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The US investment bank cut compensation for Blankfein last year as its profits and shares tumbled. It was Blankfein's lowest pay since 2009.
US investment bank Goldman Sachs slashed compensation for Lloyd Blankfein, its chairman and chief executive, by 35 percent to about $12.4 million last year as the US investment bank's profits and shares fell, according to Bloomberg.
A regulatory filing in New York on Friday showed Blankfein's total package for 2011 included a $2 million salary, a $3 million cash bonus, about $7 million in restricted shares and $449,600 in other benefits, the Financial Times reported.
Blankfein, who has led the bank since 2006, received compensation of $19 million in 2010, according to the newspaper.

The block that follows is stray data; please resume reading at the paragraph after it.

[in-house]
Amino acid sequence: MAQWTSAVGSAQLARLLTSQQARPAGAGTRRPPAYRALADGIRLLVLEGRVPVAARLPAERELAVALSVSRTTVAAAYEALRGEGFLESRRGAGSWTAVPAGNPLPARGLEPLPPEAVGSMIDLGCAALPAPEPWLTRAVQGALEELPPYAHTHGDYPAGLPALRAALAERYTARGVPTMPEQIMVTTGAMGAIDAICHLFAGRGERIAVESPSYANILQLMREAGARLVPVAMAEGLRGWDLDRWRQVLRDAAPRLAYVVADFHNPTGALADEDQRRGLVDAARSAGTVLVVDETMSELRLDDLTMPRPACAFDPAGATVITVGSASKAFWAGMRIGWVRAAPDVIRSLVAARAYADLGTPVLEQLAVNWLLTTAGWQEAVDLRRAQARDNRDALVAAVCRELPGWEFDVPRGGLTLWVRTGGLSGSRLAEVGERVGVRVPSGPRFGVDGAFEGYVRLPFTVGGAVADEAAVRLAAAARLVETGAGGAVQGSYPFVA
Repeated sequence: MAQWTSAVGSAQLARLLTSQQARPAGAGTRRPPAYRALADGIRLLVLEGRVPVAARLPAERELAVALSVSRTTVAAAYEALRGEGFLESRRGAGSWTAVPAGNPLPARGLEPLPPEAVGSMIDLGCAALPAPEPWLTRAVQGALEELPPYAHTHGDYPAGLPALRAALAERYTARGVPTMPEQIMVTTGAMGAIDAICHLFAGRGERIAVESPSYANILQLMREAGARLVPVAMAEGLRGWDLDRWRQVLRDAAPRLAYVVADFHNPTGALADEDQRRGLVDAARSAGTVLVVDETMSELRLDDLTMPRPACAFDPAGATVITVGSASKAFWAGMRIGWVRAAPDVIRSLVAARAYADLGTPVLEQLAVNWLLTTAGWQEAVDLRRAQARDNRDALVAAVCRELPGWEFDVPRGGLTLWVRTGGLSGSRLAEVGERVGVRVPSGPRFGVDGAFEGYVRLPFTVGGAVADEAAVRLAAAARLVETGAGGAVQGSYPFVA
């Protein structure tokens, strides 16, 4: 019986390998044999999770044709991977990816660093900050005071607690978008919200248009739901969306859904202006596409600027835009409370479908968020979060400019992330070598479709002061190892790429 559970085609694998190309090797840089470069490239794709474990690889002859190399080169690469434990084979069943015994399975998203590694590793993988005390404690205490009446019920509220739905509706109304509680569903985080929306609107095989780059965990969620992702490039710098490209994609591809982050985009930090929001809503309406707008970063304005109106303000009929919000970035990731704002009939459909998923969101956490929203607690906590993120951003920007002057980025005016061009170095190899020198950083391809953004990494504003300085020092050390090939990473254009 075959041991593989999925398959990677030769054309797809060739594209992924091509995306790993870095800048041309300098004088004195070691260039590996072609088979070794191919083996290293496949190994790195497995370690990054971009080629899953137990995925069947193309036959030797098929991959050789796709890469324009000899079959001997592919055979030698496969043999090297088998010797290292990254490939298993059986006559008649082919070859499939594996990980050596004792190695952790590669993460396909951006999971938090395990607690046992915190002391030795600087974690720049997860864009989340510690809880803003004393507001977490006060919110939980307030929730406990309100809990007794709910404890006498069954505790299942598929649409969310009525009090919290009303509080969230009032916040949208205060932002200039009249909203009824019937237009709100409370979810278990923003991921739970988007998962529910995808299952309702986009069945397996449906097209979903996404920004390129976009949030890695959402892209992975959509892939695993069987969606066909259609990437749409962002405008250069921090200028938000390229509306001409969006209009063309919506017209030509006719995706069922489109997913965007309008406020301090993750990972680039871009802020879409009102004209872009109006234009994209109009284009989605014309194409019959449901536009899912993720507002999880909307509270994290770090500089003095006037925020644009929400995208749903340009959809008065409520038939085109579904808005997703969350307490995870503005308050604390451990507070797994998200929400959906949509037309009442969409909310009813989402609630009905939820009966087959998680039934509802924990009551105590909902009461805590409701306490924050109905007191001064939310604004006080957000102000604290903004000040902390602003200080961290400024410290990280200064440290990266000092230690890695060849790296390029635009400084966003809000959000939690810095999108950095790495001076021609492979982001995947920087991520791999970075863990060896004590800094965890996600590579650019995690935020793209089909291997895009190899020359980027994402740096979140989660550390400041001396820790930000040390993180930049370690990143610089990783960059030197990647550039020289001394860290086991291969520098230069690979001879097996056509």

“Throughout 2011, our firm’s performance was challenged by instability in the euro zone, depressed client activity and regulatory uncertainty,” Blankfein said in a note to shareholders included in the regulatory filing, according to the New York Times.
While the compensation package marked an increase from the less than $10 million Blankfein pocketed in 2009 and 2008 during the global financial crisis, it was well below the record-setting $67.9 million he collected in 2007.
Goldman Sachs has been cutting expenses as it grapples with new regulations that are expected to hurt its traditional money-making business, the Financial Times reported.
In 2011 the bank earned $4.4 billion, down 47 percent from the previous year, as its return on equity, an important measure of performance, fell to 3.7 percent, from 32.7 percent in 2007, the New York Times reported.
Blankfein's compensation haircut was in line with the collective drop for other executives at the bank.